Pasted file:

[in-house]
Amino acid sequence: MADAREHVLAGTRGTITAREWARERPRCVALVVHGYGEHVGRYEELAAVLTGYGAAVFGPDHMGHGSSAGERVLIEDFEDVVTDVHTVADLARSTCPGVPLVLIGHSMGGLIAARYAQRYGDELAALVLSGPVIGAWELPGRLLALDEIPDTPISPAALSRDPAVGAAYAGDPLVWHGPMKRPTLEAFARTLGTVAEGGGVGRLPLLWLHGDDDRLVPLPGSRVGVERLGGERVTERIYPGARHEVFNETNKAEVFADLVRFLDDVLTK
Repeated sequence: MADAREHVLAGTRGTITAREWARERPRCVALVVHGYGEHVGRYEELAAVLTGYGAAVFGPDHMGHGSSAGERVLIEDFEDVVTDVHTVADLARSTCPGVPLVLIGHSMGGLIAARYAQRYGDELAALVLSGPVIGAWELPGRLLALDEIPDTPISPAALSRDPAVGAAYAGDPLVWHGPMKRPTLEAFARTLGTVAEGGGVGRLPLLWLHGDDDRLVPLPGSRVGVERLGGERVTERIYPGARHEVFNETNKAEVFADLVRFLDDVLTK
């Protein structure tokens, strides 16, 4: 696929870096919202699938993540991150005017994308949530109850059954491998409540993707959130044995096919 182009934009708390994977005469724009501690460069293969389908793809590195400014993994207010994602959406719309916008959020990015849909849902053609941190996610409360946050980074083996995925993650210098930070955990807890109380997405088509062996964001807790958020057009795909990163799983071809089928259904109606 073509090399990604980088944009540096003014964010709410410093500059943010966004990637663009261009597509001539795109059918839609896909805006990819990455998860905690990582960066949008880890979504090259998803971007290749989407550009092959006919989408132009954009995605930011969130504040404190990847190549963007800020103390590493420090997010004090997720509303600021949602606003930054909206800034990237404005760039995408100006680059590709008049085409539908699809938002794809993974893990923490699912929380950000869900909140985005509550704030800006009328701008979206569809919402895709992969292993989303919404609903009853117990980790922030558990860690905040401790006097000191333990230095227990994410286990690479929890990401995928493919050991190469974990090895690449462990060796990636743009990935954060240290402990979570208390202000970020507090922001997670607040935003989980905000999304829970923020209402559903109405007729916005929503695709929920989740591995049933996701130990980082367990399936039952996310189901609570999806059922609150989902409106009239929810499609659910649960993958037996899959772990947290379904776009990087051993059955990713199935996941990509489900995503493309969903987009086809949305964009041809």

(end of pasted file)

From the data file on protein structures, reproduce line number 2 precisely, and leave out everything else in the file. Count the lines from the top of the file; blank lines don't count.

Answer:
Amino acid sequence: MADAREHVLAGTRGTITAREWARERPRCVALVVHGYGEHVGRYEELAAVLTGYGAAVFGPDHMGHGSSAGERVLIEDFEDVVTDVHTVADLARSTCPGVPLVLIGHSMGGLIAARYAQRYGDELAALVLSGPVIGAWELPGRLLALDEIPDTPISPAALSRDPAVGAAYAGDPLVWHGPMKRPTLEAFARTLGTVAEGGGVGRLPLLWLHGDDDRLVPLPGSRVGVERLGGERVTERIYPGARHEVFNETNKAEVFADLVRFLDDVLTK